Gingerly she stood screwing her finger round a tail of escaped hair, “My name is Josy” she lied; they all did, “I am addicted to … she mumbled … dregs.” Her cheeks took on a shade of beetroot. “I have to eat or drink what others leave.” You could hear a fly attempting to kill its self against the Gothic Window, bump, bump it went.

Her breathy speak and wet palms were proof of her struggle. Tom the resident peeper began the rousing clap, congratulating Josy for managing to admit the shameful addiction, the first step is always the most difficult.

At the end of the share session, they mingled over tea and chocolate covered hobnobs. She didn’t accept a cup or plate. Tom thought it was her resistance technique. So quietly he lay his palm on her shoulder and nodded. Josy, startled, shrugged him away and scowled. People eventually said their goodbyes and drifted off. Except for one … Josy, she hid behind a pillar until they had gone.

The weekly rag ran with the headlines … Local woman detained for psychiatric assessment, The lady who so far remains unnamed had to be forcibly restrained after being found under a table in the Church of Mary and Saint Ethlereds hall. Beside her, saliva smeared plates and cups scattered willy-nilly across the newly laid oak floor. The distraught rector had to be sedated at the scene. Through his sobs, he told of being unceremoniously grabbed by the leg; pulled beneath trestles and forced to endure such an abomination. “She was sucking on my fingers licking my palms for the longest time; it was awful.” He cried.

The Jane Doe was held under section 136 of the mental health act for 72 hours to be assessed as to her competency to stand trial, this being her second arrest in as many weeks.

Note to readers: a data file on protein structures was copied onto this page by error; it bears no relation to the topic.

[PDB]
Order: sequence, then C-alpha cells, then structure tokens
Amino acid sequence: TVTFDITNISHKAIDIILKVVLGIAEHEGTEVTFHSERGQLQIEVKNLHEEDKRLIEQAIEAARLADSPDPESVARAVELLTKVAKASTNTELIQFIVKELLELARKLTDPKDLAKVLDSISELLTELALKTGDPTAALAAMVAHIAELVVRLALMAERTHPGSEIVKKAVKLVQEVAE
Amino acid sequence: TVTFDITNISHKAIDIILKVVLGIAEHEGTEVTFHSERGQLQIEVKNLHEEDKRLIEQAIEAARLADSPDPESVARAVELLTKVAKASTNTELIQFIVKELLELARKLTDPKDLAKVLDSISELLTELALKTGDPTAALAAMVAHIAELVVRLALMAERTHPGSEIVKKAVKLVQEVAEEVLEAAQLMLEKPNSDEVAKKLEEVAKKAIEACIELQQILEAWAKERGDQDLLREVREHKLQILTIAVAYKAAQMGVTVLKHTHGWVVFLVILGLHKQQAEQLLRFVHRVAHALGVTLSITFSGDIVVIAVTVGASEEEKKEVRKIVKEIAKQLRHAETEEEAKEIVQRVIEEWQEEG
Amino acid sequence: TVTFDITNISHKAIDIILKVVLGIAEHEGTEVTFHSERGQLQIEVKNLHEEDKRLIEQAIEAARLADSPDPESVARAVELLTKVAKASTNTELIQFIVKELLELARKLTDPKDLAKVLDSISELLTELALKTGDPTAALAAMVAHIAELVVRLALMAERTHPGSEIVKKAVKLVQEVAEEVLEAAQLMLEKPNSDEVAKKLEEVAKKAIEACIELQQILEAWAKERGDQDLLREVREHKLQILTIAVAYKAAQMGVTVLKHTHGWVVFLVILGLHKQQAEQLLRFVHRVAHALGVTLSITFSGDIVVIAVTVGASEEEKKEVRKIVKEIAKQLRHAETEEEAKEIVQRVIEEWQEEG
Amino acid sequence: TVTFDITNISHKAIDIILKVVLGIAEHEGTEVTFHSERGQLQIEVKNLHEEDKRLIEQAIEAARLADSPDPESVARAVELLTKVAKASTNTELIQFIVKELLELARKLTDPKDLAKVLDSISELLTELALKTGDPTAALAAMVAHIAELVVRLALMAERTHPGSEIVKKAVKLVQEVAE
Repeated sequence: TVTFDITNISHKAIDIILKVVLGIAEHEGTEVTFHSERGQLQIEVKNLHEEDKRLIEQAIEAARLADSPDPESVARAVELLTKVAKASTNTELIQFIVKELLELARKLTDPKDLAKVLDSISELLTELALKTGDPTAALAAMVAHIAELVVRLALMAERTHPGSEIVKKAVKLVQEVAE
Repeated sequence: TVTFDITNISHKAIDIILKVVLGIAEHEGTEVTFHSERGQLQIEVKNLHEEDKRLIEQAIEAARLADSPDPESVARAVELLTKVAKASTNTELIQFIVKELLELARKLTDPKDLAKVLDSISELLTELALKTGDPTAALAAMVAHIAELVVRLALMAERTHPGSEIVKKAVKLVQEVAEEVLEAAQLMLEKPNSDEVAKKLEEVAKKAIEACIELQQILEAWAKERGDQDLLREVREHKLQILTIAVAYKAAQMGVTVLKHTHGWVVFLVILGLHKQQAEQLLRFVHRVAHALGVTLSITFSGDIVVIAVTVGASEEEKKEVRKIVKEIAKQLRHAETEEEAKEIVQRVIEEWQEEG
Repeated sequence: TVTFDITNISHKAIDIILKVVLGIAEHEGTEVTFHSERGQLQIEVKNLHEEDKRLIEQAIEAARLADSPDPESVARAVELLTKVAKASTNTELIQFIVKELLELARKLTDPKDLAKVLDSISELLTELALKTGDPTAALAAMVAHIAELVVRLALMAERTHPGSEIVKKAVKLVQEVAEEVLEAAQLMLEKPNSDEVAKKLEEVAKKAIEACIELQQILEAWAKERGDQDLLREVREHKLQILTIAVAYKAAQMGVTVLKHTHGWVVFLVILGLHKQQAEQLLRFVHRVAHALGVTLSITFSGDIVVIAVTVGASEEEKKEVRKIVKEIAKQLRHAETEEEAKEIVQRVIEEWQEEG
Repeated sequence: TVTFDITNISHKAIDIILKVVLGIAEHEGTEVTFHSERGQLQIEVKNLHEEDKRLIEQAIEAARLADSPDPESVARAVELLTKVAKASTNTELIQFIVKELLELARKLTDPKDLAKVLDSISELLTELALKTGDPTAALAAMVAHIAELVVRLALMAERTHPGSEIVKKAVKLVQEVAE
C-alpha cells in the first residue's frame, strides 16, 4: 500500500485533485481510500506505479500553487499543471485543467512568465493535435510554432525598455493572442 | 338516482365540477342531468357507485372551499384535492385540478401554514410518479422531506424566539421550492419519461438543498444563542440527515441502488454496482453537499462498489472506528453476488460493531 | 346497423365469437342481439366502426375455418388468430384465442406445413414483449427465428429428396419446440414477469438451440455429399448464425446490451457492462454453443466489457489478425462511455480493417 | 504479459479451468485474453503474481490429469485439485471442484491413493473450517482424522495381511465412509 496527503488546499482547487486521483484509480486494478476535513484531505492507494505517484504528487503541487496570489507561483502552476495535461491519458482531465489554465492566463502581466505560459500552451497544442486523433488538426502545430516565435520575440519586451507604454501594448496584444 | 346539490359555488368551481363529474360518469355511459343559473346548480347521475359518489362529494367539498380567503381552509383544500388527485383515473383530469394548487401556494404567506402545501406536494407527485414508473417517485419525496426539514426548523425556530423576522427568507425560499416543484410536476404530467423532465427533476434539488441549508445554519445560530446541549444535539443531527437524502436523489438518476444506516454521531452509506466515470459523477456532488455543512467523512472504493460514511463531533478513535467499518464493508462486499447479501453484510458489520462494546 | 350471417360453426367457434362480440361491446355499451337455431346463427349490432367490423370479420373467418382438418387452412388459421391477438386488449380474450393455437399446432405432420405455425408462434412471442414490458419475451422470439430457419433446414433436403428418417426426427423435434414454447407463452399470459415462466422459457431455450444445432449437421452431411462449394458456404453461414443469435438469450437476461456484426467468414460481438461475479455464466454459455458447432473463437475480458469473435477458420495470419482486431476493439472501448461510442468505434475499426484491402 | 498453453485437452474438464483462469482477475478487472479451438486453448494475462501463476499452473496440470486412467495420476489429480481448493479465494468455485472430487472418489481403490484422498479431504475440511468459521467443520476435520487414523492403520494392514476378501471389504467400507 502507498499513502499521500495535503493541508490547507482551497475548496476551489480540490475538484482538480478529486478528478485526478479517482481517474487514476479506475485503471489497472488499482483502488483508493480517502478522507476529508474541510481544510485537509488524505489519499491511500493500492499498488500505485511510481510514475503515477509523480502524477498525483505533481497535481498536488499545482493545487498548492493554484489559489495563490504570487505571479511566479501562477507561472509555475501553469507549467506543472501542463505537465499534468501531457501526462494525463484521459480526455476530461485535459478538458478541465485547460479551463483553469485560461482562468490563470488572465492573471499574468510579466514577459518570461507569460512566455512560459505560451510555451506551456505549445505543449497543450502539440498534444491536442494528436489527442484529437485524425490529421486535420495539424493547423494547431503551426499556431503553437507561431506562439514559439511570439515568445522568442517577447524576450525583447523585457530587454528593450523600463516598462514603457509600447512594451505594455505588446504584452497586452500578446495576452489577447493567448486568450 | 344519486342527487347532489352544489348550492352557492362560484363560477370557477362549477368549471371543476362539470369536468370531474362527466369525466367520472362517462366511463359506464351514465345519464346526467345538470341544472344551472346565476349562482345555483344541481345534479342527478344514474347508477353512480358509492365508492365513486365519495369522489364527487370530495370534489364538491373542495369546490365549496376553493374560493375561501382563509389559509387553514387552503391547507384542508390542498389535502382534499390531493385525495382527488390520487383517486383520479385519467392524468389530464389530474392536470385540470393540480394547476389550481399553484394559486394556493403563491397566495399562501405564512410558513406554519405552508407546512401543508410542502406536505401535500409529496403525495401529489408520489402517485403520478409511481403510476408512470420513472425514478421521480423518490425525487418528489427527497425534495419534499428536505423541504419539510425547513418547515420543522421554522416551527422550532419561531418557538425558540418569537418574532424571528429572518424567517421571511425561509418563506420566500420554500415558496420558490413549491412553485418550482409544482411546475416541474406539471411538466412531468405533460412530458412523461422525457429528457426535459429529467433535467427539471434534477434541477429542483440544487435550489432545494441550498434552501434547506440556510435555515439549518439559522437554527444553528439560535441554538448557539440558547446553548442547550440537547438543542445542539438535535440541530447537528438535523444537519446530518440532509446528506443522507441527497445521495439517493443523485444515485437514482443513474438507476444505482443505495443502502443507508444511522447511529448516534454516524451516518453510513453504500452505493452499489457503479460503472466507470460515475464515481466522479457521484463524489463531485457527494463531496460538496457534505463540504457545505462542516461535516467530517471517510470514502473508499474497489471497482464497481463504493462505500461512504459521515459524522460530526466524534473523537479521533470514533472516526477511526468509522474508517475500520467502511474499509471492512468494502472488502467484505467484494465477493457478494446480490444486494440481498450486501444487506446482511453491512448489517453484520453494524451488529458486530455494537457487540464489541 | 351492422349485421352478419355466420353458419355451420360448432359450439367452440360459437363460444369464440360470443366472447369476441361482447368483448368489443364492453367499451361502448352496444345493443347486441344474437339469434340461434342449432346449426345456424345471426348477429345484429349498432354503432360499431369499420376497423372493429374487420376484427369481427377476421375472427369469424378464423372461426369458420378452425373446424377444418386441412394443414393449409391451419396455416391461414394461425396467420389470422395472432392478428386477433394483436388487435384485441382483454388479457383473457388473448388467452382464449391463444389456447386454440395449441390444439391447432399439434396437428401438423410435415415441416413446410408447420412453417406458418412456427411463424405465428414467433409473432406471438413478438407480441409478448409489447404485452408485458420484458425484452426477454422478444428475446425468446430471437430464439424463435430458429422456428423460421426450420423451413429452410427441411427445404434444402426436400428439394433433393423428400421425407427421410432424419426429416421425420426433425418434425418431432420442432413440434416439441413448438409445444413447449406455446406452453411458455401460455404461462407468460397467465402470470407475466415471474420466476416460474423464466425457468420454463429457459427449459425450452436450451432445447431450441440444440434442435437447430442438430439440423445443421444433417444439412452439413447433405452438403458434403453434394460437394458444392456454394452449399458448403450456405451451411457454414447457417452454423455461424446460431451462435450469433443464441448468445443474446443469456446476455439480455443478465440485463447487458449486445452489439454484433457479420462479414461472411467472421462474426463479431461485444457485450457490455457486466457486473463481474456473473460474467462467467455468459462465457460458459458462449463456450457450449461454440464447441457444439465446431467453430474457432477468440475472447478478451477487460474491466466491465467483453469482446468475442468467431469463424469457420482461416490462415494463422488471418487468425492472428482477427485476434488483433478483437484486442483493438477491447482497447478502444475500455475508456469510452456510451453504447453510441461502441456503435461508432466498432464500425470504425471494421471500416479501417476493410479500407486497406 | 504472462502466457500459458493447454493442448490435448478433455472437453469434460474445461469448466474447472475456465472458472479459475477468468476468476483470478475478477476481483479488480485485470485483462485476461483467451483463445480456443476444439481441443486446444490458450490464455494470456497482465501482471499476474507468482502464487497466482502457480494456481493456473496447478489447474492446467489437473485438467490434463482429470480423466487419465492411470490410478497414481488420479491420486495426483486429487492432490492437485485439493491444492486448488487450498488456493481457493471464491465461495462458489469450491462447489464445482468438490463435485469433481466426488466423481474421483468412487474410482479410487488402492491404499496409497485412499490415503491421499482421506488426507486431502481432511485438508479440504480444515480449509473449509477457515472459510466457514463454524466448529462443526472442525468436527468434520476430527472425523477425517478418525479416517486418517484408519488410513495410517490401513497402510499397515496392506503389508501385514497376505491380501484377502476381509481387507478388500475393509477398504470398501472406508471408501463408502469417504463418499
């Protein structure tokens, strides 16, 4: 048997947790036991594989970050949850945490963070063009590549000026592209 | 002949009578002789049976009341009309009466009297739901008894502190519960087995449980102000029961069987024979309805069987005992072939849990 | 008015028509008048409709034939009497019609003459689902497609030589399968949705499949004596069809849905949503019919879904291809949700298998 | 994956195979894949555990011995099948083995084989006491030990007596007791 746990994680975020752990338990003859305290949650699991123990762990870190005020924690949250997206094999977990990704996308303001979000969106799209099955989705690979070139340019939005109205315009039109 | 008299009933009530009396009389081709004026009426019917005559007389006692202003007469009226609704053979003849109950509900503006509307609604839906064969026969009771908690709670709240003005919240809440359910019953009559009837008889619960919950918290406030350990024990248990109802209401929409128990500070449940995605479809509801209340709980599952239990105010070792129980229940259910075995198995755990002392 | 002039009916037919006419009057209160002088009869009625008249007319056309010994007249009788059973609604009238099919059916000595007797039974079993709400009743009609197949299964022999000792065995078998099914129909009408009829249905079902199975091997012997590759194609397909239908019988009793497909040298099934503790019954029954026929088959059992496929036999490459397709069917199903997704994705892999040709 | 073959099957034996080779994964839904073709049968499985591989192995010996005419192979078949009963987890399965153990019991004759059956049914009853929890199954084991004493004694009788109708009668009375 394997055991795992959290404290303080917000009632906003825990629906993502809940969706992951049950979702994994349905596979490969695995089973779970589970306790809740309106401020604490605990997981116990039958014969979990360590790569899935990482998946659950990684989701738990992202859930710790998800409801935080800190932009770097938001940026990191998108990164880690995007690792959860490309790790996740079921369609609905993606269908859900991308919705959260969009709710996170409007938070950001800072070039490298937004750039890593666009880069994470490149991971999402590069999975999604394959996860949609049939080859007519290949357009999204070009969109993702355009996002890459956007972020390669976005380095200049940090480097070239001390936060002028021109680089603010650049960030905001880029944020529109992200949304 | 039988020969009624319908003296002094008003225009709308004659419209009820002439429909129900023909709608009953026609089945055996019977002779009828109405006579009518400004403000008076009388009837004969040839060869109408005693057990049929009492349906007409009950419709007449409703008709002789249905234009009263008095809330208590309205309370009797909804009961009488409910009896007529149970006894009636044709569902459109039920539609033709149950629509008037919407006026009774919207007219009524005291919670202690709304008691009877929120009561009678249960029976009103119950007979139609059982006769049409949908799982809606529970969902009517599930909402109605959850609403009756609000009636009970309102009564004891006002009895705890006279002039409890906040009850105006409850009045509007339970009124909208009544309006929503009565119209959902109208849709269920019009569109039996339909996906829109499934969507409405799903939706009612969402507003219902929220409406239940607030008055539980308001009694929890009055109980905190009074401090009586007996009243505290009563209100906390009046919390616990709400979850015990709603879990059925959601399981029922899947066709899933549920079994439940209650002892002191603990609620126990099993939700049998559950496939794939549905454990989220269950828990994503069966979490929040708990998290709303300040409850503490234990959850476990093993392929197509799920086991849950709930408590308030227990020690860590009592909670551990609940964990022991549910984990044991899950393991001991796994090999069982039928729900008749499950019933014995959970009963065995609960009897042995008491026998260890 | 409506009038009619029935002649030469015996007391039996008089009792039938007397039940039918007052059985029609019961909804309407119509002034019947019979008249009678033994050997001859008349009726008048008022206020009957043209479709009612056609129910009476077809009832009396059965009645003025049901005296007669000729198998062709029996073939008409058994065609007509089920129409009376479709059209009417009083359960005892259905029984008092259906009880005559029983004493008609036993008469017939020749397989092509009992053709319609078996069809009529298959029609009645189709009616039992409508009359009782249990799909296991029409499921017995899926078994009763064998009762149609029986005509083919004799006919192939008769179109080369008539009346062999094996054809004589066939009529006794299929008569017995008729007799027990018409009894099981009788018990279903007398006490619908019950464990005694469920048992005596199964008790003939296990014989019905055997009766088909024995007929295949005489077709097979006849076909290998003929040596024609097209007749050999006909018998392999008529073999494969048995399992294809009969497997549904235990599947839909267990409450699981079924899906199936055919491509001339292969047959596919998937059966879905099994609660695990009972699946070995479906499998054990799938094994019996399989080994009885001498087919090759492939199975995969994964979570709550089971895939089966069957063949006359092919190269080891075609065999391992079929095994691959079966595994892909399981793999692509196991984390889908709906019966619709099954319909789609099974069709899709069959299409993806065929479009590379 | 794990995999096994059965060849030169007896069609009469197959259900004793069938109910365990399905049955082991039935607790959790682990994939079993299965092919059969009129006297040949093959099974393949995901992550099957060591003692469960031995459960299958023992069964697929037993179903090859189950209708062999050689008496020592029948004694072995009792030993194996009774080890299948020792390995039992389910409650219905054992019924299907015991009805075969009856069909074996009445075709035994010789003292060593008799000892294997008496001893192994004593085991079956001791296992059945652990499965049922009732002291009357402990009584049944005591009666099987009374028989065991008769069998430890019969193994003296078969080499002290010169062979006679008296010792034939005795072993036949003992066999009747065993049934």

I love to hear your thoughts, it helps me hone my craft. Play along, tell me in the comments what other fabricated addictions could the people have … in this church hall.

Around The Garden.

I set the garden up first thing before the crow dropped feathers and the frogs sang. Tables, chairs, chests of drawers. Grandad’s binoculars and his upright teatime chair, the one with a wooden hinged cup tray at the arm. I piled and propped things to replicate rooms; polished and loved them one last time. I could almost hear them; Popa and Mama … discussing how this was; as needs must. By the time Chorley arrived with the mail, the lawn was an outdoor house. Trestle’s replicated the kitchen, displaying the silver with the willow- patterned service piled high. Sun crept between the Ash and sparkled the Copper kettles and pans. Grandma’s embroidery samplers, linens and her handmade lace filled the aged trousseau box, beside the Chaise longue … under the Apple tree. A copper slipper-bath nestled next to the herb garden. Laundered towels I draped on the oak airer; besides the pond.

By half-past three all was sold … except for the large mirror Mama used in her dressing room when I was three. It reflected more than Stupley’s walled garden. Memories of ball gowns, pirouettes and tiara’s, stopped me from accepting a bid. Satisfied, I took a last look around.

My stream of consciousness began with a word containing round and ended with it also as the prompt suggested. Thanks again Linda Hill for the opportunity. Press “HERE” to join the fun or read some wonderful posts.

Let me know what you think! I am thick skinned and love to chat. 😉

The Colour is Christmas.